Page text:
Troels Oerting, head of the Global Centre for Cybersecurity at World Economic Forum, called for more efforts to boost trust and international cooperation in fight against cyberattacks.
"As digital technologies become increasingly prevalent in people's daily work and life, there is also a greater risk of cyberattacks and crimes," said Oerting on the sidelines of the fifth World Internet Conference, which closed in Wuzhen, Zhejiang province on Friday.
As an expert who has been working in cybersecurity's first line of defense for the last 38 years, Oerting said lack of trust among different countries is one of the biggest challenges to crack down on cybercrimes.
Internet crime and attacks are not subject to national boundaries. But police operations must follow laws and regulations of a country and can't move beyond borders without cooperation from other countries. Such rules make it difficult to track down and arrest cyber criminals, Oerting said.
To help solve this problem, World Economic Forum set up a new Global Centre for Cybersecurity earlier this year. The facility is seen as providing a unique opportunity to promote a global public and private response to increasing cyber threats.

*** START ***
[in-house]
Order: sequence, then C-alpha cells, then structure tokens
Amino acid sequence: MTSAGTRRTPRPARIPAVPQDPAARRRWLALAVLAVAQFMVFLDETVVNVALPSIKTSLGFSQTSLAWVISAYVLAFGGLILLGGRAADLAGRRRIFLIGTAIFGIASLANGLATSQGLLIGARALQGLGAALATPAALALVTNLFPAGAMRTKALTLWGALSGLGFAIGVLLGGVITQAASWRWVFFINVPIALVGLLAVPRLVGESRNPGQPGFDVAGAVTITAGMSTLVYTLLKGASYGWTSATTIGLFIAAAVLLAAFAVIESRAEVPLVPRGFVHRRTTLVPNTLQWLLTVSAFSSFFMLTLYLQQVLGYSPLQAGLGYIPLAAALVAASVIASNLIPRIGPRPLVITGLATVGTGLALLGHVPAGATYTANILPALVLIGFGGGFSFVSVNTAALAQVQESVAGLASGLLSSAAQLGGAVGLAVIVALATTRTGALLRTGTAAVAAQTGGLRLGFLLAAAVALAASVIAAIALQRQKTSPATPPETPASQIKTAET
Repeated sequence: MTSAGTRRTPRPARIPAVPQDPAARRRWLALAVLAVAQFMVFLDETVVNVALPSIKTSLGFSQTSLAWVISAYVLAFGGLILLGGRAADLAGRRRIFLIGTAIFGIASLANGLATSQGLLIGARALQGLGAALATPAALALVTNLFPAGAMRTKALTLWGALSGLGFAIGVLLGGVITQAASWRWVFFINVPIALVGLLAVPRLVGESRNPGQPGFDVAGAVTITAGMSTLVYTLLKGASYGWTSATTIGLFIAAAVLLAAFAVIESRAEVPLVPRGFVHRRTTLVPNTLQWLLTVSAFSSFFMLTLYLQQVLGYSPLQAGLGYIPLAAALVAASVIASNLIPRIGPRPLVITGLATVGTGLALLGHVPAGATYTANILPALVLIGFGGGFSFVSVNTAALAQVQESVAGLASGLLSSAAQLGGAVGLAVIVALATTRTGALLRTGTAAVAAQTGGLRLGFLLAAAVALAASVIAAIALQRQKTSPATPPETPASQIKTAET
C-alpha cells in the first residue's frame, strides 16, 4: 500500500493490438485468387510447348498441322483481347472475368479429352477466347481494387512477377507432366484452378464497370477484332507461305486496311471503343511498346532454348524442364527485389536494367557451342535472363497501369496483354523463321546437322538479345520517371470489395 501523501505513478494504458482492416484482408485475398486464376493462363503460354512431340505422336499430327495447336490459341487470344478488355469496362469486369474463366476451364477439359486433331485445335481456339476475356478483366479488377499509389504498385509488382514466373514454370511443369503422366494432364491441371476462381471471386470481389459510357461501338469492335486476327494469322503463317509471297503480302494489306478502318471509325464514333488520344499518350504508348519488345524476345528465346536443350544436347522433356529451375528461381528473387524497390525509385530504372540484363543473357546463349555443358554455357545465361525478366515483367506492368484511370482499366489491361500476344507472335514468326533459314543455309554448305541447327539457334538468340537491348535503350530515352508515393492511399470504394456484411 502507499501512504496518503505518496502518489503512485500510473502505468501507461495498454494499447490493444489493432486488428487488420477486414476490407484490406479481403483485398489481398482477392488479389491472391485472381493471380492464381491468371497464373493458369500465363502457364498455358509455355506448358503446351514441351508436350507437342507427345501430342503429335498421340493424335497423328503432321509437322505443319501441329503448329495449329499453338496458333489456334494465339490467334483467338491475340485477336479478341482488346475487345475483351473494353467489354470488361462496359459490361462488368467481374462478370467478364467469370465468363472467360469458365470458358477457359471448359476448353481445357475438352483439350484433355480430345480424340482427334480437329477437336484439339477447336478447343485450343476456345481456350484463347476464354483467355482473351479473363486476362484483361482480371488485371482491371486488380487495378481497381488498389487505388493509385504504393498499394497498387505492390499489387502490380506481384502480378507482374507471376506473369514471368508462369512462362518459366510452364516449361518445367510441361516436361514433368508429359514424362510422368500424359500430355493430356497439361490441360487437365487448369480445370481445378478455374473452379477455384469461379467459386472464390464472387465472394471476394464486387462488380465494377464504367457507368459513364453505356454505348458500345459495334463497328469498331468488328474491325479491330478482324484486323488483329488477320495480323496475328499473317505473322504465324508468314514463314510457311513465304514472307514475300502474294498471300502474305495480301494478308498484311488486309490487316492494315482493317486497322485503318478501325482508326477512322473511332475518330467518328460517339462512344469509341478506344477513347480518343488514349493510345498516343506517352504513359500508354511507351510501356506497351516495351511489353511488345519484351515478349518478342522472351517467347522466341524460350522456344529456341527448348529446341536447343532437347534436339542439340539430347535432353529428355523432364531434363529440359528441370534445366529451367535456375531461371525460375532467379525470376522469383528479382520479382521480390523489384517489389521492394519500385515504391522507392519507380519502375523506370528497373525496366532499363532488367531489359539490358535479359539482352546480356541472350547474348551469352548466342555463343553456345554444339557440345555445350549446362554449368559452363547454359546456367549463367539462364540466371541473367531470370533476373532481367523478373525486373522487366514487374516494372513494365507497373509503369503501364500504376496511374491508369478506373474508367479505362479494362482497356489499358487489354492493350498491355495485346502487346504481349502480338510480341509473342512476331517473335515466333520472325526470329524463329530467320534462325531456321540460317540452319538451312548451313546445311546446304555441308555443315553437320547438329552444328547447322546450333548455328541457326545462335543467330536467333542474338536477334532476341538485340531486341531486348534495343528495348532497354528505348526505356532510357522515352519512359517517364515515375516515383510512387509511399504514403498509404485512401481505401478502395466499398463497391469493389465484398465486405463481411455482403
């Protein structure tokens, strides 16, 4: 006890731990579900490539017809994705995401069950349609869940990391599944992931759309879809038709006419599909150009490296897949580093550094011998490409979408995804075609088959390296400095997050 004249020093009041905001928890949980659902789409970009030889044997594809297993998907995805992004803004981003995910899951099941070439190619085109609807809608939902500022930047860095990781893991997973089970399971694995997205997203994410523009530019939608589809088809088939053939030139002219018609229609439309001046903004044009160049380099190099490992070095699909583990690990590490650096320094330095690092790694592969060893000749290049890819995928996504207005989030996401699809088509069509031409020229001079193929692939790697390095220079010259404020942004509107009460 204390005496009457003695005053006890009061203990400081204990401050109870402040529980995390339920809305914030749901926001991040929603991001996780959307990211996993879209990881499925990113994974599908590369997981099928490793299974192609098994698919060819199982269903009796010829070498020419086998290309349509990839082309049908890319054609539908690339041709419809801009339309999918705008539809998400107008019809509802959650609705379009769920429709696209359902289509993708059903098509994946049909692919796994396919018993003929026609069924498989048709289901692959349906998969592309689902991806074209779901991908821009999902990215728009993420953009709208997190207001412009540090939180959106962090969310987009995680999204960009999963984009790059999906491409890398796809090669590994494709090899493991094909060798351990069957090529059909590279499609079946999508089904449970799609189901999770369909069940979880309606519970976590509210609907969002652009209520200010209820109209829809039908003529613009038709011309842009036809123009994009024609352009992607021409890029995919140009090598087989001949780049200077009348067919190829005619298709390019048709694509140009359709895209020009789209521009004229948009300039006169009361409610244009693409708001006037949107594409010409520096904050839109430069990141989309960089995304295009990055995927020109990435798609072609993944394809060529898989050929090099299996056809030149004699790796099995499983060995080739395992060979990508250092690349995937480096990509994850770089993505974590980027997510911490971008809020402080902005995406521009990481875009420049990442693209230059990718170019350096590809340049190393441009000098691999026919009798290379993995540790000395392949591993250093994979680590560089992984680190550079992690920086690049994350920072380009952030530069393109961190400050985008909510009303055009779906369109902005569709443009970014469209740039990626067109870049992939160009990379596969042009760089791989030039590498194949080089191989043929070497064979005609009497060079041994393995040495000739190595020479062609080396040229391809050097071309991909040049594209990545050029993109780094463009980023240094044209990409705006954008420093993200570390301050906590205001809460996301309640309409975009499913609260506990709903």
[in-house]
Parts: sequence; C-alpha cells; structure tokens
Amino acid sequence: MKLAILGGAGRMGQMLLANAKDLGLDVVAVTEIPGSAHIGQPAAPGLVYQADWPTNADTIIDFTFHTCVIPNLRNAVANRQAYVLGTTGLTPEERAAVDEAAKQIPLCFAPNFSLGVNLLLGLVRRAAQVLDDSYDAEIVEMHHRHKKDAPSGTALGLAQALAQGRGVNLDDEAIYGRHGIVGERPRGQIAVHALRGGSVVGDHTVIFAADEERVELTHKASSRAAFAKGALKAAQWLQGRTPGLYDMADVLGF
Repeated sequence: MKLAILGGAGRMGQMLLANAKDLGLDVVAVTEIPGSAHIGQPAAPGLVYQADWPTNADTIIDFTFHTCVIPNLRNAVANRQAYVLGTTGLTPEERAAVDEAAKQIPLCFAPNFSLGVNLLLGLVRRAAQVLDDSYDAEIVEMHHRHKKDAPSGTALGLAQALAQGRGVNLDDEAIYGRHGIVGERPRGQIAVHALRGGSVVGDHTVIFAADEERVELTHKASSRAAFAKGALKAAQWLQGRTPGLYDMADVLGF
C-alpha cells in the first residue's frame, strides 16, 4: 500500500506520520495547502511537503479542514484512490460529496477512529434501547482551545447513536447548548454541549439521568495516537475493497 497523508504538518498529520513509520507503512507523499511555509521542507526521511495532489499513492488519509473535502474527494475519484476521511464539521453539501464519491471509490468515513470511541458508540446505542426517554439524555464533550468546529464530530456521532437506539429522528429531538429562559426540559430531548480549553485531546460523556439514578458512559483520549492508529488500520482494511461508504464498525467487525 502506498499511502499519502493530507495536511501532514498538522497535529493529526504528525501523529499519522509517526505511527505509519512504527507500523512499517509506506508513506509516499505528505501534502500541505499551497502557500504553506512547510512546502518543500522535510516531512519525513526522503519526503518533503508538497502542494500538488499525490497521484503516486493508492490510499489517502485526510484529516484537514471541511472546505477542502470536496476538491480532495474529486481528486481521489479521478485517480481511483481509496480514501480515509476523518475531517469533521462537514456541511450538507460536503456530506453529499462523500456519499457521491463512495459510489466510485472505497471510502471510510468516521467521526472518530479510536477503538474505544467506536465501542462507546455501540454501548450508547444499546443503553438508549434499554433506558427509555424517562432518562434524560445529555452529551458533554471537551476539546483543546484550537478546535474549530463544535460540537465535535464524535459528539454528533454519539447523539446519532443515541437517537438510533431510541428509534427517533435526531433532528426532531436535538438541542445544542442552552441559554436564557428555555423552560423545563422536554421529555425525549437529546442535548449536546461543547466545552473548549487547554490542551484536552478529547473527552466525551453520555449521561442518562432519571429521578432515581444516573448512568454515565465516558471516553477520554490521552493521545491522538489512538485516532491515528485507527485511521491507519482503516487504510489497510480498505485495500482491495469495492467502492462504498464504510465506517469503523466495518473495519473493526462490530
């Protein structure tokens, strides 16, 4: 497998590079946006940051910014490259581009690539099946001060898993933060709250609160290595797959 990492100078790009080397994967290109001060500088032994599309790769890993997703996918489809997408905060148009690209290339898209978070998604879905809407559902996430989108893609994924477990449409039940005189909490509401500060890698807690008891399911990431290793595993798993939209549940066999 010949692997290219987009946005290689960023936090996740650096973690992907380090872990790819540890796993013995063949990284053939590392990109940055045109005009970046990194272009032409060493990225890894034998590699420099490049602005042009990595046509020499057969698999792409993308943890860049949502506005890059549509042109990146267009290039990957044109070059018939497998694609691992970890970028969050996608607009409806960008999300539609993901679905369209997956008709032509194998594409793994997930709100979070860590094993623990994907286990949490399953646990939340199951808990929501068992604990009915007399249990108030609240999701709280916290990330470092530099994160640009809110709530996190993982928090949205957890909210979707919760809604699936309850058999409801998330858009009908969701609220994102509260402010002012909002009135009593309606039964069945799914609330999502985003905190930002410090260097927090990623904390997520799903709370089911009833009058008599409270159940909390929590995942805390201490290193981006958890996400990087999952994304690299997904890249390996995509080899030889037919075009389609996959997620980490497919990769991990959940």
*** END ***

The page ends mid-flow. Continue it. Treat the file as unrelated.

The move came after WEF's annual Global Risk Report for 2018 shows that cyberattacks are now considered the third most serious global threat behind only extreme weather and natural disasters. Data fraud/theft is fourth.
The new center's five main areas of operation are consolidating existing initiatives; establishing a library of best practices; improving partners' understanding of cybersecurity; promoting a regulatory framework; and serving as a think tank for future cybersecurity scenarios.
According to Oerting, the center is already in touch with a string of Chinese government agencies and a number of Chinese enterprises such as Huawei Technologies Co Ltd and Alibaba Group Holding Ltd, some of which have already signed agreements for cooperation.
"As Chinese companies step up push to go global, more of them will need to be aware of the risks of cross-border cybercrime and attacks," he added.